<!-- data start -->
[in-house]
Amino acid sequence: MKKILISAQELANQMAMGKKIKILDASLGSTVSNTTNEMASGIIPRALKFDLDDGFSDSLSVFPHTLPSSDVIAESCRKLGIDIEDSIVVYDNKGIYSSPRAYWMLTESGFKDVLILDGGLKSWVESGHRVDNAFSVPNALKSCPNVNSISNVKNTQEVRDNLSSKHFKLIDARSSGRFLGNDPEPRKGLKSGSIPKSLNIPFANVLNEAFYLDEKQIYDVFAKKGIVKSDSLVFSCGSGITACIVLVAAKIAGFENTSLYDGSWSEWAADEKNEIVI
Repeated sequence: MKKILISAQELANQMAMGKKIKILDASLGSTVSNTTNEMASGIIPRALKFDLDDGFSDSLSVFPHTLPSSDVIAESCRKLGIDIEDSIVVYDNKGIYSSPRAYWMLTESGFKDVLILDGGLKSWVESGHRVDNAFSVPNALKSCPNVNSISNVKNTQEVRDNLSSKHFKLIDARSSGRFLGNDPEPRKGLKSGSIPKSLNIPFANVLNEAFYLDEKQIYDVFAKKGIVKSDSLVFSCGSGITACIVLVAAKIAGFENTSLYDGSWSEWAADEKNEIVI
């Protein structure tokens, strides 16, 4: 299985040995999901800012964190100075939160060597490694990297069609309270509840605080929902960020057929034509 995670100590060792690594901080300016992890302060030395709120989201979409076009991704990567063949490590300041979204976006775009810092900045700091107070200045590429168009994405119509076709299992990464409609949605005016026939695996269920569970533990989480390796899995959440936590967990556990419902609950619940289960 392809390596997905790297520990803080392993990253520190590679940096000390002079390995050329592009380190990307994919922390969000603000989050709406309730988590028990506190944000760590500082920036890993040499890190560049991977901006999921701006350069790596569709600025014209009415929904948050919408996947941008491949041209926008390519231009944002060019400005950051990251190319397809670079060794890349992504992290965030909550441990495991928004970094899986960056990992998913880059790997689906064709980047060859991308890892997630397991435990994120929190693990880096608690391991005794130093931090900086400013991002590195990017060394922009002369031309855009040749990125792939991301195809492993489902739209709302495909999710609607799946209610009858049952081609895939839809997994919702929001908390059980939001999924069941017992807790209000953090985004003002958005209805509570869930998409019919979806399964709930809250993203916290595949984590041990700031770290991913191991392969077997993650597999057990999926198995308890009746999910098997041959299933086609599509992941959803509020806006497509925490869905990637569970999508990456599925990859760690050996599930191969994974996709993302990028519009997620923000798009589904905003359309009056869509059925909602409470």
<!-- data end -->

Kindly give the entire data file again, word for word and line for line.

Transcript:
[in-house]
Amino acid sequence: MKKILISAQELANQMAMGKKIKILDASLGSTVSNTTNEMASGIIPRALKFDLDDGFSDSLSVFPHTLPSSDVIAESCRKLGIDIEDSIVVYDNKGIYSSPRAYWMLTESGFKDVLILDGGLKSWVESGHRVDNAFSVPNALKSCPNVNSISNVKNTQEVRDNLSSKHFKLIDARSSGRFLGNDPEPRKGLKSGSIPKSLNIPFANVLNEAFYLDEKQIYDVFAKKGIVKSDSLVFSCGSGITACIVLVAAKIAGFENTSLYDGSWSEWAADEKNEIVI
Repeated sequence: MKKILISAQELANQMAMGKKIKILDASLGSTVSNTTNEMASGIIPRALKFDLDDGFSDSLSVFPHTLPSSDVIAESCRKLGIDIEDSIVVYDNKGIYSSPRAYWMLTESGFKDVLILDGGLKSWVESGHRVDNAFSVPNALKSCPNVNSISNVKNTQEVRDNLSSKHFKLIDARSSGRFLGNDPEPRKGLKSGSIPKSLNIPFANVLNEAFYLDEKQIYDVFAKKGIVKSDSLVFSCGSGITACIVLVAAKIAGFENTSLYDGSWSEWAADEKNEIVI
């Protein structure tokens, strides 16, 4: 299985040995999901800012964190100075939160060597490694990297069609309270509840605080929902960020057929034509 995670100590060792690594901080300016992890302060030395709120989201979409076009991704990567063949490590300041979204976006775009810092900045700091107070200045590429168009994405119509076709299992990464409609949605005016026939695996269920569970533990989480390796899995959440936590967990556990419902609950619940289960 392809390596997905790297520990803080392993990253520190590679940096000390002079390995050329592009380190990307994919922390969000603000989050709406309730988590028990506190944000760590500082920036890993040499890190560049991977901006999921701006350069790596569709600025014209009415929904948050919408996947941008491949041209926008390519231009944002060019400005950051990251190319397809670079060794890349992504992290965030909550441990495991928004970094899986960056990992998913880059790997689906064709980047060859991308890892997630397991435990994120929190693990880096608690391991005794130093931090900086400013991002590195990017060394922009002369031309855009040749990125792939991301195809492993489902739209709302495909999710609607799946209610009858049952081609895939839809997994919702929001908390059980939001999924069941017992807790209000953090985004003002958005209805509570869930998409019919979806399964709930809250993203916290595949984590041990700031770290991913191991392969077997993650597999057990999926198995308890009746999910098997041959299933086609599509992941959803509020806006497509925490869905990637569970999508990456599925990859760690050996599930191969994974996709993302990028519009997620923000798009589904905003359309009056869509059925909602409470």